From the same pad where NASA launched rockets that carried astronauts to the moon, the Falcon Heavy arced into space.

A SpaceX Falcon Heavy rocket lifts off from historic launch pad 39-A at the Kennedy Space Center in Cape Canaveral, Florida, US on  February 6, 2018.
A SpaceX Falcon Heavy rocket lifts off from historic launch pad 39-A at the Kennedy Space Center in Cape Canaveral, Florida, US on February 6, 2018. (Reuters)

SpaceX's big new rocket blasted off  on Tuesday on its first test flight, carrying a red sports car aiming for an endless road trip past Mars.

A red Tesla Roadster is seen during preparations to use it as a mock payload for the launch of a SpaceX Falcon Heavy rocket, in Cape Canaveral, Florida, US on December 6, 2017.
A red Tesla Roadster is seen during preparations to use it as a mock payload for the launch of a SpaceX Falcon Heavy rocket, in Cape Canaveral, Florida, US on December 6, 2017. (Reuters)

The Falcon Heavy rose from the same launch pad used by NASA nearly 50 years ago to send men to the moon. With liftoff, the Heavy became the most powerful rocket in use today, doubling the liftoff punch of its closest competitor.

The SpaceX Falcon Heavy launches from Pad 39A at the Kennedy Space Center in Florida, on February 6, 2018.
The SpaceX Falcon Heavy launches from Pad 39A at the Kennedy Space Center in Florida, on February 6, 2018. (AFP)

The three boosters and 27 engines roared to life at Kennedy Space Center, as thousands watched from surrounding beaches, bridges and roads, jamming the highways in scenes unmatched since NASA's last space shuttle flight. 

At SpaceX Mission Control in Southern California, employees screamed, whistled and raised pumped fists into the air as the launch commentators called off each milestone. Millions more watched online, making it the second biggest livestream in YouTube history.

Spectators at Cocoa Beach watch SpaceX's first Falcon Heavy rocket launch from the Kennedy Space Center, Florida, US on February 6, 2018.
Spectators at Cocoa Beach watch SpaceX's first Falcon Heavy rocket launch from the Kennedy Space Center, Florida, US on February 6, 2018. (Reuters)

Two of the boosters— both recycled from previous launches — returned minutes later for simultaneous, side-by-side touchdowns on land at Cape Canaveral. Sonic booms rumbled across the region with the vertical landings.

A few hours later, SpaceX chief executive Elon Musk told reporters that the third booster, brand new, slammed into the Atlantic at 300 mph and missed the floating landing platform, scattering shrapnel all over the deck and knocking out two engines.

He was unfazed by the lost booster and said watching the other two land upright probably was the most exciting thing he's ever seen.

Before liftoff, "I had this image of just a giant explosion on the pad, a wheel bouncing down the road, the Tesla logo landing somewhere," he said. "But fortunately, that's not what happened."

SpaceX founder Elon Musk speaks at a press conference following the first launch of a SpaceX Falcon Heavy rocket at the Kennedy Space Center in Cape Canaveral, Florida, US, February 6, 2018.
SpaceX founder Elon Musk speaks at a press conference following the first launch of a SpaceX Falcon Heavy rocket at the Kennedy Space Center in Cape Canaveral, Florida, US, February 6, 2018. (Reuters)

Musk owns the rocketing Tesla Roadster, which is shooting for a solar orbit that will reach all the way to Mars. As head of the electric carmaker Tesla, he combined his passions to add a dramatic flair to the Heavy's long-awaited inaugural flight. Ballast for a rocket debut is usually concrete or steel slabs, or experiments.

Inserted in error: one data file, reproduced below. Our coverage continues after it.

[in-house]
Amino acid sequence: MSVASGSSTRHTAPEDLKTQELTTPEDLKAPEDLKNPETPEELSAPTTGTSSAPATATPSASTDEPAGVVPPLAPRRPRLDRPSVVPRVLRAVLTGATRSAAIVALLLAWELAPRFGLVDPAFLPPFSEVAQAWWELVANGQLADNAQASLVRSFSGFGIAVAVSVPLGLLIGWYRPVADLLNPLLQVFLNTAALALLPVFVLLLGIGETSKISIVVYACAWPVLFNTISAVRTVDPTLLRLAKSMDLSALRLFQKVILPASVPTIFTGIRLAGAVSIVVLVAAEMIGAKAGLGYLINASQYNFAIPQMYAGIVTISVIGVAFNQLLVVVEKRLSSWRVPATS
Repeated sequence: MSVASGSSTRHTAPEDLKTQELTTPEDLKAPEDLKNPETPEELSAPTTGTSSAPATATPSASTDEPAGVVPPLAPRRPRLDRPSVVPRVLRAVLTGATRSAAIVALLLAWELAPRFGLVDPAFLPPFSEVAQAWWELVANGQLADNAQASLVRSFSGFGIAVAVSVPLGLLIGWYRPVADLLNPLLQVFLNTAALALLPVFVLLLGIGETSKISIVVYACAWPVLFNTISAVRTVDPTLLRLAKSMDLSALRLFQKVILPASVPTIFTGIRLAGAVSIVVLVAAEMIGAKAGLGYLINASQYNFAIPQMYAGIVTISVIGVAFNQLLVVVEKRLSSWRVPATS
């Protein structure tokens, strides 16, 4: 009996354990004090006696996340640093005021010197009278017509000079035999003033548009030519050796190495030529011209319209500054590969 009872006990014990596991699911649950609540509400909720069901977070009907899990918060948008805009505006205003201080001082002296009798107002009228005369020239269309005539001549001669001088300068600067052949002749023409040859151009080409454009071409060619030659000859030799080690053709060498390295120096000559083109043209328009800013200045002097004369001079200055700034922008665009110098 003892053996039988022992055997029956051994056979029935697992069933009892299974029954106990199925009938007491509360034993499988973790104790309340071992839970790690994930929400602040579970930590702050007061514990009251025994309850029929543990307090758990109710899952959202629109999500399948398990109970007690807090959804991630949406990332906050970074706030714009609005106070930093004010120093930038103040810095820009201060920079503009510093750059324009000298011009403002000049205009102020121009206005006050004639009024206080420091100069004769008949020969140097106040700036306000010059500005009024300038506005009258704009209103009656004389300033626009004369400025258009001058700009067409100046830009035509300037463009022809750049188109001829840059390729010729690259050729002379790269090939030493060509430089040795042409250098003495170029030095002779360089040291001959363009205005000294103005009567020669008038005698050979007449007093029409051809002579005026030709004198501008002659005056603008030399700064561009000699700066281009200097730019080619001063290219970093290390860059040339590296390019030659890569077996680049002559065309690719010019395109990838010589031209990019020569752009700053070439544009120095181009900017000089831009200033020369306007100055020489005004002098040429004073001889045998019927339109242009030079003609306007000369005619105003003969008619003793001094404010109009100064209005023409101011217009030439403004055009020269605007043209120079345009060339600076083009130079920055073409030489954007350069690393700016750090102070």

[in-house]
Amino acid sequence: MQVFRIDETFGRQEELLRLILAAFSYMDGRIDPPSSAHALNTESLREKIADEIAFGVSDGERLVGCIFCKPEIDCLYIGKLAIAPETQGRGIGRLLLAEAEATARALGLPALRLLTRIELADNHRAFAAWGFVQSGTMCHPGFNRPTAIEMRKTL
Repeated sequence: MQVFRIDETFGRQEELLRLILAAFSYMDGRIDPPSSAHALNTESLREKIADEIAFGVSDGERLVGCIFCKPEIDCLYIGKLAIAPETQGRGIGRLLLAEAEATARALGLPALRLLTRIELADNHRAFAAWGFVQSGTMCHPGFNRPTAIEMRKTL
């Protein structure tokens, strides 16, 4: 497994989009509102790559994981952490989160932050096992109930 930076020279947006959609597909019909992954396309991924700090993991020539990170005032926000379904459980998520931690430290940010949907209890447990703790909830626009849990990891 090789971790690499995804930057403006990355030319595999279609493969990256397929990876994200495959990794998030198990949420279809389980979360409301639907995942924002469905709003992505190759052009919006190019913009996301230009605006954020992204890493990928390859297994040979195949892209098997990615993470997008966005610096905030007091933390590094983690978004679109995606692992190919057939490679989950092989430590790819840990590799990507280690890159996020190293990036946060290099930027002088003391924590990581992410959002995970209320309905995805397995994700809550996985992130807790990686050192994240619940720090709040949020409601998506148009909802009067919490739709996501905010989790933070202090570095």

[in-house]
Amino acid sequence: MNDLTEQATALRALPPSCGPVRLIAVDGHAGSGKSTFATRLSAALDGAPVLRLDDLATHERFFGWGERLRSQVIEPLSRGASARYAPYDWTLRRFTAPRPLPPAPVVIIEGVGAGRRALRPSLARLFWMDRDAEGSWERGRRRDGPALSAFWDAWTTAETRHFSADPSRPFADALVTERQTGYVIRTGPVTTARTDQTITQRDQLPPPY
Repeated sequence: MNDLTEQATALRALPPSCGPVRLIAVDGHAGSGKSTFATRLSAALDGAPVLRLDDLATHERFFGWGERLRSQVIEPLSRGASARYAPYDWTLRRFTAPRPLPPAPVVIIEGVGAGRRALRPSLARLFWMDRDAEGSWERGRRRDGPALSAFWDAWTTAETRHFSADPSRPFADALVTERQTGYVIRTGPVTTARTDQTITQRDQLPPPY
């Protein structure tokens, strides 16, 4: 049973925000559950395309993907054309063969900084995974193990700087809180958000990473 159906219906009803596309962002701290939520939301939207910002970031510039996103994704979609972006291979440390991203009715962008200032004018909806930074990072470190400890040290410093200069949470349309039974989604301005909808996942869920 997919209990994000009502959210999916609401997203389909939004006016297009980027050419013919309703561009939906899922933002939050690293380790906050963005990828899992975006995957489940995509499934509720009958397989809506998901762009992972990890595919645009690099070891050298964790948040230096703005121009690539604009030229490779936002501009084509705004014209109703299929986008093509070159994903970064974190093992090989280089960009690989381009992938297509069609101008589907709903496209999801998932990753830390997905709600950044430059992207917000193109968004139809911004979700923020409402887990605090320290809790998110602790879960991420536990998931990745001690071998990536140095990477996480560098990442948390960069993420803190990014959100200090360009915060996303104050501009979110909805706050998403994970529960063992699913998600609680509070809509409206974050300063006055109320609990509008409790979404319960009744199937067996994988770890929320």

This still image taken from a SpaceX livestream video shows
This still image taken from a SpaceX livestream video shows "Starman" sitting in SpaceX CEO Elon Musk's cherry red Tesla roadster after the Falcon Heavy rocket delivered it into orbit around the Earth on February 6, 2018. (AFP)

Cameras mounted on the car fed stunning video of the convertible floating high above the ocean with its driver, a space-suited mannequin, named "Starman" after the Davie Bowie song. A sign on the dashboard read: "Don't panic!" Bowie's "Life on Mars?" played in the background at one point.

"View from SpaceX Launch Control," Musk wrote via Twitter. "Apparently, there is a car in orbit around Earth."

The world's most powerful rocket, SpaceX's Falcon Heavy, blasted off  on its highly anticipated maiden test flight, carrying CEO Elon Musk's cherry red Tesla roadster to an orbit near Mars on February 06, 2018.
The world's most powerful rocket, SpaceX's Falcon Heavy, blasted off on its highly anticipated maiden test flight, carrying CEO Elon Musk's cherry red Tesla roadster to an orbit near Mars on February 06, 2018. (AFP)

On the eve of the flight, Musk told reporters the company had done all it could to maximise success and he was at peace with whatever happens: success, "one big boom" or some other calamity. 

Musk has plenty of experience with rocket accidents, from his original Falcon 1 test flights to his follow-up Falcon 9s, one of which exploded on a nearby pad during a 2016 ignition test.

The Falcon Heavy is a combination of three Falcon 9s, the rocket that the company uses to ship supplies to the International Space Station and lift satellites. SpaceX is reusing first-stage boosters to save on launch costs. Most other rocket makers discard their spent boosters in the ocean.

If it weathers all this, the Roadster will reach the vicinity of Mars in six months, Musk said. The car could be traveling between Earth and Mars' neighbourhoods for a billion years, according to the high-tech billionaire.

Source: AFP